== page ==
In a recent blog post, Dr. Z noted the biggest misconception people have about allergies and asthma is that they just have to suffer with it—that there’s nothing they can do except take allergy medication to manage their symptoms. “The truth is that there are ways to ‘turn off’ allergies and send them into remission,” says Dr. Z. In this interview, Dr. Z shares how he’s living proof that when you treat the root cause, you can defeat the symptoms.
Q: Tell us about your experience growing up with allergies and asthma.
Dr. Z: I had really bad asthma as a kid. I was at the doctor’s office nearly every week, I was often hospitalized for asthma, I was on prednisone all of the time… I had such bad side effects from it that kids used to make fun of me because I had swollen cheeks. Colds always went to my chest, and I just missed a lot of school. As I got older, I missed out on a lot of social activities because I was always sick and I had to get taken out of sports a lot because exercise triggered my asthma.
Q: At some point things changed for you. What happened?
Dr. Z: I was fortunate enough to start seeing an allergist who was way ahead of the game. He was big on clinical studies, and he had me on treatments that weren’t available to a lot of people at the time. He is the reason I wanted to become a functional allergist.
In my twenties, I went to Colorado and my asthma improved dramatically because there weren’t any dust mites there. For the first time, I wasn’t suffering from allergies and asthma, I was running 6 miles at a time without an asthma attack, and colds didn’t go to my chest. When I moved back to New England and started my practice, I started myself on allergy shots—or allergy immunotherapy—and that got my asthma under control. Now my asthma’s in remission. I used to be allergic to dust mites, pollen, and pets—now I have a dog and a convertible!
Q: What is allergy immunotherapy and how does it work?
Dr. Z: Allergen immunotherapy comes in the form of allergy shots or allergy drops, called sublingual allergen immunotherapy because you put the drops under your tongue. Each dose contains a small amount of the allergen and it works by allowing the body to build up immunity to it over time. Ultimately, the allergy gets switched off and you no longer experience symptoms.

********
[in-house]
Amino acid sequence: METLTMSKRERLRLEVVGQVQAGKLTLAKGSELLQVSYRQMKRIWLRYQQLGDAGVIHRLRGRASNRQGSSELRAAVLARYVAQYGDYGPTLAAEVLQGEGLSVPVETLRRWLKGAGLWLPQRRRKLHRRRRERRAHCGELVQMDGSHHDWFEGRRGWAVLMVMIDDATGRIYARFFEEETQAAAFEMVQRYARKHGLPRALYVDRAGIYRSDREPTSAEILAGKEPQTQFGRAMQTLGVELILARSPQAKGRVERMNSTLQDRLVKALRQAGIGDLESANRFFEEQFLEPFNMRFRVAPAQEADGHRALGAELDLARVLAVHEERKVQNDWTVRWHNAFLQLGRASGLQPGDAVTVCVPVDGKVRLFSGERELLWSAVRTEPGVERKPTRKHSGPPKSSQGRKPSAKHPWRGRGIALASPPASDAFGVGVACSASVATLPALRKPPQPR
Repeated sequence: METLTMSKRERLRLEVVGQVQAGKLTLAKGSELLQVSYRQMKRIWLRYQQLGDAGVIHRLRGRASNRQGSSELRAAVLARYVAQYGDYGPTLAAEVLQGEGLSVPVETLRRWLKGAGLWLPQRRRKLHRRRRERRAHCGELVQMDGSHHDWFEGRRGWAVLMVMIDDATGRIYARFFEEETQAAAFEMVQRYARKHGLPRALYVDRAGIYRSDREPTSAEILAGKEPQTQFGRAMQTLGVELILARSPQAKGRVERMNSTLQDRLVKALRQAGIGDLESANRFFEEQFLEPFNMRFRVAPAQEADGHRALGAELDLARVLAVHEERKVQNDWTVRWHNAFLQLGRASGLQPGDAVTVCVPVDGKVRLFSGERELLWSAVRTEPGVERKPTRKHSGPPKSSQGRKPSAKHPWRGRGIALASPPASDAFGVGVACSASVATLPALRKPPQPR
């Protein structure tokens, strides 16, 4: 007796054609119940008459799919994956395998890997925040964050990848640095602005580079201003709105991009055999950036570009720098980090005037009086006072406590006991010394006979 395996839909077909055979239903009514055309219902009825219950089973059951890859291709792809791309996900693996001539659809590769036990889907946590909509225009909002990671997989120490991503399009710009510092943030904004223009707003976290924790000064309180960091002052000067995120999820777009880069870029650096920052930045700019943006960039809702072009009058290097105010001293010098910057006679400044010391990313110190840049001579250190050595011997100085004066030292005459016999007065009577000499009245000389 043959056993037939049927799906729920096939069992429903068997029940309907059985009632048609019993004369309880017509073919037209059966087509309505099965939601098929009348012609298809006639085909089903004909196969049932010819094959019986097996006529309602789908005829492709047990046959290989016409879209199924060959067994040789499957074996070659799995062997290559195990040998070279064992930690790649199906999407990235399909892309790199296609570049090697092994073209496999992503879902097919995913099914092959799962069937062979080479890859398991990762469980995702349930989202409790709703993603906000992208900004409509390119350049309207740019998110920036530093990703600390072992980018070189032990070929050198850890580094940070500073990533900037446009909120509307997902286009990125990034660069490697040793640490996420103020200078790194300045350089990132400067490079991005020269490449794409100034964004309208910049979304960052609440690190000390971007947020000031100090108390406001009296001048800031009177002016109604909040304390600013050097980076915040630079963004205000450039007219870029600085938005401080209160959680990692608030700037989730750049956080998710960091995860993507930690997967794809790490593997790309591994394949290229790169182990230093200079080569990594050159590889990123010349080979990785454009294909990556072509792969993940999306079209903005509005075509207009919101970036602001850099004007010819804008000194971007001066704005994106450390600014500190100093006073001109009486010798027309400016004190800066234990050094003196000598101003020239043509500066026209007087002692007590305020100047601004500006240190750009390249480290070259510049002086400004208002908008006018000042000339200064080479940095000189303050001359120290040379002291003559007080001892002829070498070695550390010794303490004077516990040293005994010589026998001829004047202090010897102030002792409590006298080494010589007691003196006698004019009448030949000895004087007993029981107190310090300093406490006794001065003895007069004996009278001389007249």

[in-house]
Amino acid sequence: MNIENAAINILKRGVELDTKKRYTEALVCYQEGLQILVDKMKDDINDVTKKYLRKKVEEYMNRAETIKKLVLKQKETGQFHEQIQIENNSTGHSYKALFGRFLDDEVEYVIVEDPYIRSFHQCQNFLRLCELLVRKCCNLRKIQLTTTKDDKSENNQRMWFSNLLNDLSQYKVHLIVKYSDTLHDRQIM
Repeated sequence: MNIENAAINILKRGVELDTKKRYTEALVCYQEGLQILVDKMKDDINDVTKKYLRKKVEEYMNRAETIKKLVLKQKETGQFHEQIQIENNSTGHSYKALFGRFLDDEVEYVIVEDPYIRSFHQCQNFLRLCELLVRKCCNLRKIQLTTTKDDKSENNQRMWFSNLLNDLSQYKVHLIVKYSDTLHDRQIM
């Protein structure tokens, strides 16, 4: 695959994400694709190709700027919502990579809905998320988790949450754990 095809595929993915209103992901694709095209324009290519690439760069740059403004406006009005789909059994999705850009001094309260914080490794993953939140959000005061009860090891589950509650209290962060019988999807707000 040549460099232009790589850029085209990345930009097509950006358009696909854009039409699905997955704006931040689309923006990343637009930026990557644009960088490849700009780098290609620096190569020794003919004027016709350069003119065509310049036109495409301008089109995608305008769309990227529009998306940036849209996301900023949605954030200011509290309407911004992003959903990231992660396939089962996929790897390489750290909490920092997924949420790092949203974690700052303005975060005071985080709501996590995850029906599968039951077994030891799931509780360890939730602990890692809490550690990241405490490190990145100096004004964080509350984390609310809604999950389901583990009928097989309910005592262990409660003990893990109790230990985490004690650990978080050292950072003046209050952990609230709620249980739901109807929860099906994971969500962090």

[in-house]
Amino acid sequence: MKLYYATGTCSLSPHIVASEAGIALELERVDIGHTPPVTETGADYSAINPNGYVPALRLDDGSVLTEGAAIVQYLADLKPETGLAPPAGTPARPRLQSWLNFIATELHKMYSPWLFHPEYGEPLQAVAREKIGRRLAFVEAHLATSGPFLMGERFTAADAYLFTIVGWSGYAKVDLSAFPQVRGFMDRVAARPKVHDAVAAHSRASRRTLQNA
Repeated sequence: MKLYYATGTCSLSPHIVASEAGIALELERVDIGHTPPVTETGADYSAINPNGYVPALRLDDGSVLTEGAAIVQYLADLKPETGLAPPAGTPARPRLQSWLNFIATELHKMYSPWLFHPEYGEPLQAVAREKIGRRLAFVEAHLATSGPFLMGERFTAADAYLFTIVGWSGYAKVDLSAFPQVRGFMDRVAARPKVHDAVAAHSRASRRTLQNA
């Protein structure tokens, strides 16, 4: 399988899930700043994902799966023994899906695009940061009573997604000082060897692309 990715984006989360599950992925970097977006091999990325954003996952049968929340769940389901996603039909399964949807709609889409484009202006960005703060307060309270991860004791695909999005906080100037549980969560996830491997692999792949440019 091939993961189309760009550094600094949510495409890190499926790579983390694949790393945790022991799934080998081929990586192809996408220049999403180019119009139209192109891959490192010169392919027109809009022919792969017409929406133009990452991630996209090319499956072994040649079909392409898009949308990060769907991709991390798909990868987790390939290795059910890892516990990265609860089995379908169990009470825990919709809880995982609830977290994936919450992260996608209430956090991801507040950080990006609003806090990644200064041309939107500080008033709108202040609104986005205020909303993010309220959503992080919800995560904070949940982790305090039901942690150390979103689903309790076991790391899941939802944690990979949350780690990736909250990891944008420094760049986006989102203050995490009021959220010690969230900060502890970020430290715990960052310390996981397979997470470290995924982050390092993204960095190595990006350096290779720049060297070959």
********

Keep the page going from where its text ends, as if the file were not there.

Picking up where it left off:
Q: What is the difference between allergy shots and allergy drops?
Dr. Z: Allergy shots require a trip to the doctor’s office to be administered, but the sublingual allergy drops can be taken at home. It’s a more convenient way to treat the allergies and asthma, especially with COVID concerns because it’s a home treatment.
It’s worth noting that our practice is unique in that AAPRI is the only one in Rhode Island that offers sublingual immunotherapy, which is a great option for kids and anyone with a busy lifestyle. My asthma went into remission because of the allergy shots, and now I’m on the sublingual drops for maintenance.
Q: What role has functional medicine played in your own treatment?
Dr. Z: Even after I was able to get my asthma into remission, I would still get miserable sinus infections because I had pansinusitis. Using what I’ve learned with functional medicine and the importance of maintaining a healthy microbiome, I’ve gotten the pansinusitis under better control.
Watch Dr. Z talk about his experiences growing up with asthma and how he got his condition under control.
Interested in learning more about allergen immunotherapy? Schedule a consultation with Dr. Z or any of our other dedicated team members at the office location of your choice.